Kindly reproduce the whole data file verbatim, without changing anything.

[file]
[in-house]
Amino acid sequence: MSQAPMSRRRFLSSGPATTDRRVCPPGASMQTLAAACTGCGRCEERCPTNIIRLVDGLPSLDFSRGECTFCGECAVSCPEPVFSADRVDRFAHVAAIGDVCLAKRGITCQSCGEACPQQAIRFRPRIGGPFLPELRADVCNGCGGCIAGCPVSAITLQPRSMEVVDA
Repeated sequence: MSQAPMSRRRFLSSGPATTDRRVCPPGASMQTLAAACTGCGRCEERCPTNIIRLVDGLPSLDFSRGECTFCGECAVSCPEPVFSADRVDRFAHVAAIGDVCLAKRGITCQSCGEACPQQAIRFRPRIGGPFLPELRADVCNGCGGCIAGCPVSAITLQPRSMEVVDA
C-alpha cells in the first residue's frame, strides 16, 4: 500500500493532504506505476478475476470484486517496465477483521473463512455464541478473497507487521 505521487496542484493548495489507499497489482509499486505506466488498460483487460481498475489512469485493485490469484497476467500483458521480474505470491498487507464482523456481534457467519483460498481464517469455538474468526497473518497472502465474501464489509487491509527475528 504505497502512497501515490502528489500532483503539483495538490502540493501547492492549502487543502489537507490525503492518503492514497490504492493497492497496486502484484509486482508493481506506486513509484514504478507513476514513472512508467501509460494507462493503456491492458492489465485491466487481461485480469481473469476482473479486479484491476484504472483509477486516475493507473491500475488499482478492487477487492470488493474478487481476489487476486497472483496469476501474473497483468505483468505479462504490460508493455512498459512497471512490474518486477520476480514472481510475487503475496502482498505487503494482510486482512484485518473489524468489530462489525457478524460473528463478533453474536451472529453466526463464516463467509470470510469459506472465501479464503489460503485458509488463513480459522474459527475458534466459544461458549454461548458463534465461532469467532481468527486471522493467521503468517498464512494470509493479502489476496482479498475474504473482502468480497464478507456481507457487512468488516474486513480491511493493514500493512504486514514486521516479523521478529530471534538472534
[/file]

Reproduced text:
[in-house]
Amino acid sequence: MSQAPMSRRRFLSSGPATTDRRVCPPGASMQTLAAACTGCGRCEERCPTNIIRLVDGLPSLDFSRGECTFCGECAVSCPEPVFSADRVDRFAHVAAIGDVCLAKRGITCQSCGEACPQQAIRFRPRIGGPFLPELRADVCNGCGGCIAGCPVSAITLQPRSMEVVDA
Repeated sequence: MSQAPMSRRRFLSSGPATTDRRVCPPGASMQTLAAACTGCGRCEERCPTNIIRLVDGLPSLDFSRGECTFCGECAVSCPEPVFSADRVDRFAHVAAIGDVCLAKRGITCQSCGEACPQQAIRFRPRIGGPFLPELRADVCNGCGGCIAGCPVSAITLQPRSMEVVDA
C-alpha cells in the first residue's frame, strides 16, 4: 500500500493532504506505476478475476470484486517496465477483521473463512455464541478473497507487521 505521487496542484493548495489507499497489482509499486505506466488498460483487460481498475489512469485493485490469484497476467500483458521480474505470491498487507464482523456481534457467519483460498481464517469455538474468526497473518497472502465474501464489509487491509527475528 504505497502512497501515490502528489500532483503539483495538490502540493501547492492549502487543502489537507490525503492518503492514497490504492493497492497496486502484484509486482508493481506506486513509484514504478507513476514513472512508467501509460494507462493503456491492458492489465485491466487481461485480469481473469476482473479486479484491476484504472483509477486516475493507473491500475488499482478492487477487492470488493474478487481476489487476486497472483496469476501474473497483468505483468505479462504490460508493455512498459512497471512490474518486477520476480514472481510475487503475496502482498505487503494482510486482512484485518473489524468489530462489525457478524460473528463478533453474536451472529453466526463464516463467509470470510469459506472465501479464503489460503485458509488463513480459522474459527475458534466459544461458549454461548458463534465461532469467532481468527486471522493467521503468517498464512494470509493479502489476496482479498475474504473482502468480497464478507456481507457487512468488516474486513480491511493493514500493512504486514514486521516479523521478529530471534538472534